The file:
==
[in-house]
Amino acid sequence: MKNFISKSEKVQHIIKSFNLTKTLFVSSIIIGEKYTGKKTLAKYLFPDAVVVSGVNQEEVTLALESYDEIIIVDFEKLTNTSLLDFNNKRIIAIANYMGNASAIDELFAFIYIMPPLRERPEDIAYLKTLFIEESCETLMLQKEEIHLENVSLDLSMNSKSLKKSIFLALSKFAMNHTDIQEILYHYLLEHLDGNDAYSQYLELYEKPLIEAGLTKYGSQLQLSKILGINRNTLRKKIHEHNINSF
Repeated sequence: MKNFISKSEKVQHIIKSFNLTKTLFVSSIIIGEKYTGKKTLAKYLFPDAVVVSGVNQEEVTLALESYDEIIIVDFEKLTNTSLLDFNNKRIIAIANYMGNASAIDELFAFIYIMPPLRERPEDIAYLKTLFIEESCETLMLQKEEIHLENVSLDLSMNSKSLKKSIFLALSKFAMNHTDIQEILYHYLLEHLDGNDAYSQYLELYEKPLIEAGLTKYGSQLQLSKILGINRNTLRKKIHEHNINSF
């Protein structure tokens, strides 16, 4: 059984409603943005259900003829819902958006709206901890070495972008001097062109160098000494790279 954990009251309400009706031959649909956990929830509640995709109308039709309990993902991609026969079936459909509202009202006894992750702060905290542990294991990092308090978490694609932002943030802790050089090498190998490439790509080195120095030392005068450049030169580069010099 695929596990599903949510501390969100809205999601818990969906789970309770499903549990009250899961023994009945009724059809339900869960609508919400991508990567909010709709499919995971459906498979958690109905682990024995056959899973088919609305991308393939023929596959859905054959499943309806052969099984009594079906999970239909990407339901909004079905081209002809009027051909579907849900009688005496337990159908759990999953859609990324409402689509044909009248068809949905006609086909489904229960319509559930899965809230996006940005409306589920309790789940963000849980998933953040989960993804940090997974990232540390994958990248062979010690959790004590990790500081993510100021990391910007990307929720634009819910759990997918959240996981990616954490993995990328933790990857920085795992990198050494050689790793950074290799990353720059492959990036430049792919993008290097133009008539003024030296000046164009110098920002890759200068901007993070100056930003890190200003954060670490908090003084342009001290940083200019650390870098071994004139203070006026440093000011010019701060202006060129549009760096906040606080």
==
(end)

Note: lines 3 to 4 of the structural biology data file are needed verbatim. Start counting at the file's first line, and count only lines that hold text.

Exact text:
Repeated sequence: MKNFISKSEKVQHIIKSFNLTKTLFVSSIIIGEKYTGKKTLAKYLFPDAVVVSGVNQEEVTLALESYDEIIIVDFEKLTNTSLLDFNNKRIIAIANYMGNASAIDELFAFIYIMPPLRERPEDIAYLKTLFIEESCETLMLQKEEIHLENVSLDLSMNSKSLKKSIFLALSKFAMNHTDIQEILYHYLLEHLDGNDAYSQYLELYEKPLIEAGLTKYGSQLQLSKILGINRNTLRKKIHEHNINSF
């Protein structure tokens, strides 16, 4: 059984409603943005259900003829819902958006709206901890070495972008001097062109160098000494790279 954990009251309400009706031959649909956990929830509640995709109308039709309990993902991609026969079936459909509202009202006894992750702060905290542990294991990092308090978490694609932002943030802790050089090498190998490439790509080195120095030392005068450049030169580069010099 695929596990599903949510501390969100809205999601818990969906789970309770499903549990009250899961023994009945009724059809339900869960609508919400991508990567909010709709499919995971459906498979958690109905682990024995056959899973088919609305991308393939023929596959859905054959499943309806052969099984009594079906999970239909990407339901909004079905081209002809009027051909579907849900009688005496337990159908759990999953859609990324409402689509044909009248068809949905006609086909489904229960319509559930899965809230996006940005409306589920309790789940963000849980998933953040989960993804940090997974990232540390994958990248062979010690959790004590990790500081993510100021990391910007990307929720634009819910759990997918959240996981990616954490993995990328933790990857920085795992990198050494050689790793950074290799990353720059492959990036430049792919993008290097133009008539003024030296000046164009110098920002890759200068901007993070100056930003890190200003954060670490908090003084342009001290940083200019650390870098071994004139203070006026440093000011010019701060202006060129549009760096906040606080």